My husband of 21 years has a very stressful job. Up until 2 years ago he was able to balance extensive travel and time home with myself and our 3 children. Our sex life was basically normal, once a week or so. Rock solid marriage. But one day I realized it had been over a month and we had not made love. So one night we tried and realized my husband was unable to have an erection. Not alarming, but not normal. So we tried again 2 days later and the same results. He was 44 at the time. Thinking he was suffering from a medical issue he went to a urologist who just prescribed Viagra. Another doctor tested for testosterone, all normal. I know now that its in his head. We have always had an issue in our marriage for early ejaculation and just never addressed it just dealt with it.
The problem is after two years he has completely pulled away from me in every way physically. No touching, hand holding, kissing and certainly no sex. I blame his job his bosses never compliment, always second-guess and criticize. He tells me when there are big confrontations that he is able to compartmentalize and that is what he has done with our sex life. He says he doesn’t think about it. What does that mean? I know he is afraid to try again in case he fails and I say how will we know will unless we try.
His solution is to travel and be away even more from the family. To the point he is gone all week and is now starting to leave on Sundays. When he is home he really isn’t. He is distant, doesn’t talk to me or the kids, sleeps all the time, his mind is always on the job. He answers phone calls and runs into the office constantly. He is a regional manager and is in charge of 11 facilities. Busy, busy man with lots of responsibilities. How can I help him understand that he is running away and not wanting to deal with the issues of just being a human being. Says he doesn’t believe in counseling not sure I could get him to go. I do believe he still cares but not sure.
A: I think your analysis of the situation is correct. Your husband’s fears about not being able to perform are bigger than his concern for his 21 year marriage. Imagine how big those fears must be! The doctors who were trying to help weren’t helpful in that they treated the physical problem without taking into account the emotional message of their interventions. I wish they had talked to him about how normal it is for a man who is under lots of pressure to have trouble performing. I wish they had included you in the discussions.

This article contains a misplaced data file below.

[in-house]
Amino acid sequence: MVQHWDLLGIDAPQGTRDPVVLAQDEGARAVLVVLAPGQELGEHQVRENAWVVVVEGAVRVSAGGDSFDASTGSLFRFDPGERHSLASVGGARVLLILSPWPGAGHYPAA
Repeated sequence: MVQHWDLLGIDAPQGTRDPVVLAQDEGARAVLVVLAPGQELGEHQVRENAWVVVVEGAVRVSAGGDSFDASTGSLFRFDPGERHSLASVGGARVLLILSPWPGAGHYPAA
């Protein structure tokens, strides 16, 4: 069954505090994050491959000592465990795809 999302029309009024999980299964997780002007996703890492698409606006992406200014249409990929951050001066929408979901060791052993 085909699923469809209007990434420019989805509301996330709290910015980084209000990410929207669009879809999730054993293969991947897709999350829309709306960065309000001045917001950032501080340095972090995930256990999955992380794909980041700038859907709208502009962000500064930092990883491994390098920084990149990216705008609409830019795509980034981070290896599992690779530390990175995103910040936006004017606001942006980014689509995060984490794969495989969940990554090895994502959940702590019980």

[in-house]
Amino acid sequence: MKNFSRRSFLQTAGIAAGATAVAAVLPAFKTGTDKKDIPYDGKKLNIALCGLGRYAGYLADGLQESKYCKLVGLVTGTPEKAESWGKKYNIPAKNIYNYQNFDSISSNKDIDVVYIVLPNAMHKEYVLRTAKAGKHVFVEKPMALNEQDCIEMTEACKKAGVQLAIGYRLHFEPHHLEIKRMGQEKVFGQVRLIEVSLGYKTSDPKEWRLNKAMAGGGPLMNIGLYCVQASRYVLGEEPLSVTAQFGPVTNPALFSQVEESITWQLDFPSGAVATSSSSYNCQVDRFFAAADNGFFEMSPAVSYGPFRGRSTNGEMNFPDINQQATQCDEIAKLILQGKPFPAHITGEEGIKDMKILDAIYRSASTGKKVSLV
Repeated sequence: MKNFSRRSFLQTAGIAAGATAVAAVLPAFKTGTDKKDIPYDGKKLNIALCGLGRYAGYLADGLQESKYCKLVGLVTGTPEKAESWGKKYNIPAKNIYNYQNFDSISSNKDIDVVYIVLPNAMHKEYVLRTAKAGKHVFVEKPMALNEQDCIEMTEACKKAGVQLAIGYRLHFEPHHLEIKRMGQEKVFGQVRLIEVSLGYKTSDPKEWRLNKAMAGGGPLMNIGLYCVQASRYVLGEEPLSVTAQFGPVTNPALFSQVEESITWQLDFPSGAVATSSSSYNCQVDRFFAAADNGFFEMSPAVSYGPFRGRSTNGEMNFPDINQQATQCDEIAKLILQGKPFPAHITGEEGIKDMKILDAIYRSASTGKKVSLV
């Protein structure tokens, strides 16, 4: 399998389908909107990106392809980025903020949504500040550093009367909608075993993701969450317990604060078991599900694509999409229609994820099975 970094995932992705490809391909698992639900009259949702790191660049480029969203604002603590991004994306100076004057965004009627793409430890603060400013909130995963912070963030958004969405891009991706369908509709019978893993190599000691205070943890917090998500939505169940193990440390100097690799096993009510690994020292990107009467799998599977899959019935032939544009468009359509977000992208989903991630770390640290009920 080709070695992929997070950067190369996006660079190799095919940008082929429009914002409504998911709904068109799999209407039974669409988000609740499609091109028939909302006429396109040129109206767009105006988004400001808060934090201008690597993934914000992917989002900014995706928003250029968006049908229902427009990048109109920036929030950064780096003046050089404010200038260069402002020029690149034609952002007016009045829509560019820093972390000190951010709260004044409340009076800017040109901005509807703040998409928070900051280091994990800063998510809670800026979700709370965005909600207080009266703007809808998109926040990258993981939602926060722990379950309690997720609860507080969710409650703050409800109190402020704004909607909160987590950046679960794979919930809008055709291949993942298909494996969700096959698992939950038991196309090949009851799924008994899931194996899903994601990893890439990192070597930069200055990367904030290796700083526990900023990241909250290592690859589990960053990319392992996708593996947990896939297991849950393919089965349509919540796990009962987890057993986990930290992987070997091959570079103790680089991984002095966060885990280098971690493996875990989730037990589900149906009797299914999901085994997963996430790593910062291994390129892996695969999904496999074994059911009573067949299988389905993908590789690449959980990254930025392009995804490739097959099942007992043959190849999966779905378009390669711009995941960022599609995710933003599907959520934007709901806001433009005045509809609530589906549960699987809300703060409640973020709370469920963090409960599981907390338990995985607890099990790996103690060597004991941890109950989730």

You probably can’t help him understand that he is running away. At this point, he’s had 10 years of believing that whatever is wrong can’t be fixed. For that reason, I think it would be more helpful for you to start going to a therapist yourself — not because I think you are the patient here but because your relationship is in trouble. When one member of a couple has a problem, the couple has a problem. When one member of a couple starts to go to therapy and starts learning new ways to manage stress, it shows. Often that makes the other member of the couple willing to give it a try. Work with a therapist who can hear your whole story and who can give you suggestions about how to approach your husband in new ways.
You’ve done what you can on your own. Your husband is a lucky man indeed to have a wife who is as understanding and as willing to help as you are. But both you and your husband are missing out on the intimacy that is a special part of a long marriage. For that reason, I encourage you to make an appointment and get started with therapy.
I wish you well.
Last reviewed: By John M. Grohol, Psy.D. on 3 Nov 2012
Hartwell-Walker, D. (2012). Work as Avoidance Technique. Psych Central. Retrieved on October 25, 2014, from http://psychcentral.com/ask-the-therapist/2012/11/03/work-as-avoidance-technique/